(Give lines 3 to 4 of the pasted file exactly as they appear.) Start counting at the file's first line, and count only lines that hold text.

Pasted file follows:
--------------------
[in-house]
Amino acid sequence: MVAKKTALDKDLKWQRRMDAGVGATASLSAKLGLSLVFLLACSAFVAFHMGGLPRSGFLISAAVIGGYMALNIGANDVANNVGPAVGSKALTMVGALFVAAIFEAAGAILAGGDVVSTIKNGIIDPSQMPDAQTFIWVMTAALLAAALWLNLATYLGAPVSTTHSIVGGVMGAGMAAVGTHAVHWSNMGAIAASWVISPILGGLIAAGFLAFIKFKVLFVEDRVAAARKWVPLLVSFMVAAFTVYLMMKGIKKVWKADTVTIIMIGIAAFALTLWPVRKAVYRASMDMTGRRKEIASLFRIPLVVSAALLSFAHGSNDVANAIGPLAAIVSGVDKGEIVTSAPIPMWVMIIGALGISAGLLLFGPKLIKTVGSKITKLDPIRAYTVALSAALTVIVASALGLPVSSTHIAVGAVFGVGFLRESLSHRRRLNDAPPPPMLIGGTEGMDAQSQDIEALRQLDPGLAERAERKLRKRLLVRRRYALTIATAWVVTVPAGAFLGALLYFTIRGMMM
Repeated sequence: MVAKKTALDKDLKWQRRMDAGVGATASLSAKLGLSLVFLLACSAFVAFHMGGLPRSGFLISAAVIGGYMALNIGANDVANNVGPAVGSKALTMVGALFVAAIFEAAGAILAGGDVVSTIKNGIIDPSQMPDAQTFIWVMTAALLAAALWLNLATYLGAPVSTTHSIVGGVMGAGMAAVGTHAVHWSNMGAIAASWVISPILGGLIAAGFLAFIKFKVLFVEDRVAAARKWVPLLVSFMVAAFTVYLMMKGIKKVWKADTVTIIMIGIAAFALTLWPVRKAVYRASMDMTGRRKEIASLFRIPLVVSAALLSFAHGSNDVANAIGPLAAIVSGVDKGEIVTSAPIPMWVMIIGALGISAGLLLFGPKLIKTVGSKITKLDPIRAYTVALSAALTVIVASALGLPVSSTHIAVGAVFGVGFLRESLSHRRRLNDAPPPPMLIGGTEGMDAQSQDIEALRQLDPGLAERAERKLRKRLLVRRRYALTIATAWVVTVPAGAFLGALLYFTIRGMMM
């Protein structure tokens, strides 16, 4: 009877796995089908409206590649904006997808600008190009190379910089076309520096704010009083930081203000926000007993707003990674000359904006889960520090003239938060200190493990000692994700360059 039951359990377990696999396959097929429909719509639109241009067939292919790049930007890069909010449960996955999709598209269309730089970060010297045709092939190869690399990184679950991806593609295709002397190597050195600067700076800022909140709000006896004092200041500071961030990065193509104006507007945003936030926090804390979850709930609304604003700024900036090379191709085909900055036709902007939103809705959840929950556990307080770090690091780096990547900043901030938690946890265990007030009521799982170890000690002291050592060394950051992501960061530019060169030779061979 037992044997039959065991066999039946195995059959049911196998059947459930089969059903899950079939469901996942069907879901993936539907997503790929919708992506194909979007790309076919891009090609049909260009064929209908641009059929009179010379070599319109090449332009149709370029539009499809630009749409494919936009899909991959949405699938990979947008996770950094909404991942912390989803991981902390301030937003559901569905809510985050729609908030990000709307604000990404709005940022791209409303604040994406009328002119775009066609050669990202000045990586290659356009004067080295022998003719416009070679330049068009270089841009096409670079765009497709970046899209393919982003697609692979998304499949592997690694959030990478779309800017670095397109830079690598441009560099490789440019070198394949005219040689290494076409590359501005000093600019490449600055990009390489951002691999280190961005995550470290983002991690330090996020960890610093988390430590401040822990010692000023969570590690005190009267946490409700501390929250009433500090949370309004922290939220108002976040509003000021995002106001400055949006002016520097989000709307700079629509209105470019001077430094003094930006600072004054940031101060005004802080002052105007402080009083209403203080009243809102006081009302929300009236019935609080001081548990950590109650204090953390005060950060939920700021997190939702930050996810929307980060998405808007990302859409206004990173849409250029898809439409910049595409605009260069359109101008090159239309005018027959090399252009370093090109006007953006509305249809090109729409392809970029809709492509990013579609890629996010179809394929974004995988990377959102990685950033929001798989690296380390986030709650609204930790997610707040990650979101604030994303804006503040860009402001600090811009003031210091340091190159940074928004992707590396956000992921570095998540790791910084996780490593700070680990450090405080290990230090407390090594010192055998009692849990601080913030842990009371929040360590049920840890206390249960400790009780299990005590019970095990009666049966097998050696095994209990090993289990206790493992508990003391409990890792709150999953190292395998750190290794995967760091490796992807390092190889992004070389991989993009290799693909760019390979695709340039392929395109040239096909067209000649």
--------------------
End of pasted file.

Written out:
Repeated sequence: MVAKKTALDKDLKWQRRMDAGVGATASLSAKLGLSLVFLLACSAFVAFHMGGLPRSGFLISAAVIGGYMALNIGANDVANNVGPAVGSKALTMVGALFVAAIFEAAGAILAGGDVVSTIKNGIIDPSQMPDAQTFIWVMTAALLAAALWLNLATYLGAPVSTTHSIVGGVMGAGMAAVGTHAVHWSNMGAIAASWVISPILGGLIAAGFLAFIKFKVLFVEDRVAAARKWVPLLVSFMVAAFTVYLMMKGIKKVWKADTVTIIMIGIAAFALTLWPVRKAVYRASMDMTGRRKEIASLFRIPLVVSAALLSFAHGSNDVANAIGPLAAIVSGVDKGEIVTSAPIPMWVMIIGALGISAGLLLFGPKLIKTVGSKITKLDPIRAYTVALSAALTVIVASALGLPVSSTHIAVGAVFGVGFLRESLSHRRRLNDAPPPPMLIGGTEGMDAQSQDIEALRQLDPGLAERAERKLRKRLLVRRRYALTIATAWVVTVPAGAFLGALLYFTIRGMMM
């Protein structure tokens, strides 16, 4: 009877796995089908409206590649904006997808600008190009190379910089076309520096704010009083930081203000926000007993707003990674000359904006889960520090003239938060200190493990000692994700360059 039951359990377990696999396959097929429909719509639109241009067939292919790049930007890069909010449960996955999709598209269309730089970060010297045709092939190869690399990184679950991806593609295709002397190597050195600067700076800022909140709000006896004092200041500071961030990065193509104006507007945003936030926090804390979850709930609304604003700024900036090379191709085909900055036709902007939103809705959840929950556990307080770090690091780096990547900043901030938690946890265990007030009521799982170890000690002291050592060394950051992501960061530019060169030779061979 037992044997039959065991066999039946195995059959049911196998059947459930089969059903899950079939469901996942069907879901993936539907997503790929919708992506194909979007790309076919891009090609049909260009064929209908641009059929009179010379070599319109090449332009149709370029539009499809630009749409494919936009899909991959949405699938990979947008996770950094909404991942912390989803991981902390301030937003559901569905809510985050729609908030990000709307604000990404709005940022791209409303604040994406009328002119775009066609050669990202000045990586290659356009004067080295022998003719416009070679330049068009270089841009096409670079765009497709970046899209393919982003697609692979998304499949592997690694959030990478779309800017670095397109830079690598441009560099490789440019070198394949005219040689290494076409590359501005000093600019490449600055990009390489951002691999280190961005995550470290983002991690330090996020960890610093988390430590401040822990010692000023969570590690005190009267946490409700501390929250009433500090949370309004922290939220108002976040509003000021995002106001400055949006002016520097989000709307700079629509209105470019001077430094003094930006600072004054940031101060005004802080002052105007402080009083209403203080009243809102006081009302929300009236019935609080001081548990950590109650204090953390005060950060939920700021997190939702930050996810929307980060998405808007990302859409206004990173849409250029898809439409910049595409605009260069359109101008090159239309005018027959090399252009370093090109006007953006509305249809090109729409392809970029809709492509990013579609890629996010179809394929974004995988990377959102990685950033929001798989690296380390986030709650609204930790997610707040990650979101604030994303804006503040860009402001600090811009003031210091340091190159940074928004992707590396956000992921570095998540790791910084996780490593700070680990450090405080290990230090407390090594010192055998009692849990601080913030842990009371929040360590049920840890206390249960400790009780299990005590019970095990009666049966097998050696095994209990090993289990206790493992508990003391409990890792709150999953190292395998750190290794995967760091490796992807390092190889992004070389991989993009290799693909760019390979695709340039392929395109040239096909067209000649």